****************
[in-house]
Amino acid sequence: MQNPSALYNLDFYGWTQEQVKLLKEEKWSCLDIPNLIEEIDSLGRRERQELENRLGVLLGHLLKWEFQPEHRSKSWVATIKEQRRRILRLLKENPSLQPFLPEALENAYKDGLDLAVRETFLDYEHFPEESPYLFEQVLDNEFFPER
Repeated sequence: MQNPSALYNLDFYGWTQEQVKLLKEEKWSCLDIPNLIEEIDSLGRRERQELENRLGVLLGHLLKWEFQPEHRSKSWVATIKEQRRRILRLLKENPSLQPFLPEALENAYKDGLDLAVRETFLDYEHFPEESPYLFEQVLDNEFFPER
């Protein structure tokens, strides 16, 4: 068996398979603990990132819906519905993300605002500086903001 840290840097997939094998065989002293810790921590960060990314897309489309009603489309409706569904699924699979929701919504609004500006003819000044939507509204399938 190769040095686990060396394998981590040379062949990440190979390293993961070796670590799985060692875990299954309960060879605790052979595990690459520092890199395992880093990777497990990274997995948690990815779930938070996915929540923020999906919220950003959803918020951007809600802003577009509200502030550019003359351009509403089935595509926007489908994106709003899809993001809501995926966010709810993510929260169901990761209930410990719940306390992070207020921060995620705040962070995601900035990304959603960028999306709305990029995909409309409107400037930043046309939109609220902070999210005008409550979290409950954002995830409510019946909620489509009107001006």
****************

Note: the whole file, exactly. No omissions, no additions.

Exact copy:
[in-house]
Amino acid sequence: MQNPSALYNLDFYGWTQEQVKLLKEEKWSCLDIPNLIEEIDSLGRRERQELENRLGVLLGHLLKWEFQPEHRSKSWVATIKEQRRRILRLLKENPSLQPFLPEALENAYKDGLDLAVRETFLDYEHFPEESPYLFEQVLDNEFFPER
Repeated sequence: MQNPSALYNLDFYGWTQEQVKLLKEEKWSCLDIPNLIEEIDSLGRRERQELENRLGVLLGHLLKWEFQPEHRSKSWVATIKEQRRRILRLLKENPSLQPFLPEALENAYKDGLDLAVRETFLDYEHFPEESPYLFEQVLDNEFFPER
């Protein structure tokens, strides 16, 4: 068996398979603990990132819906519905993300605002500086903001 840290840097997939094998065989002293810790921590960060990314897309489309009603489309409706569904699924699979929701919504609004500006003819000044939507509204399938 190769040095686990060396394998981590040379062949990440190979390293993961070796670590799985060692875990299954309960060879605790052979595990690459520092890199395992880093990777497990990274997995948690990815779930938070996915929540923020999906919220950003959803918020951007809600802003577009509200502030550019003359351009509403089935595509926007489908994106709003899809993001809501995926966010709810993510929260169901990761209930410990719940306390992070207020921060995620705040962070995601900035990304959603960028999306709305990029995909409309409107400037930043046309939109609220902070999210005008409550979290409950954002995830409510019946909620489509009107001006």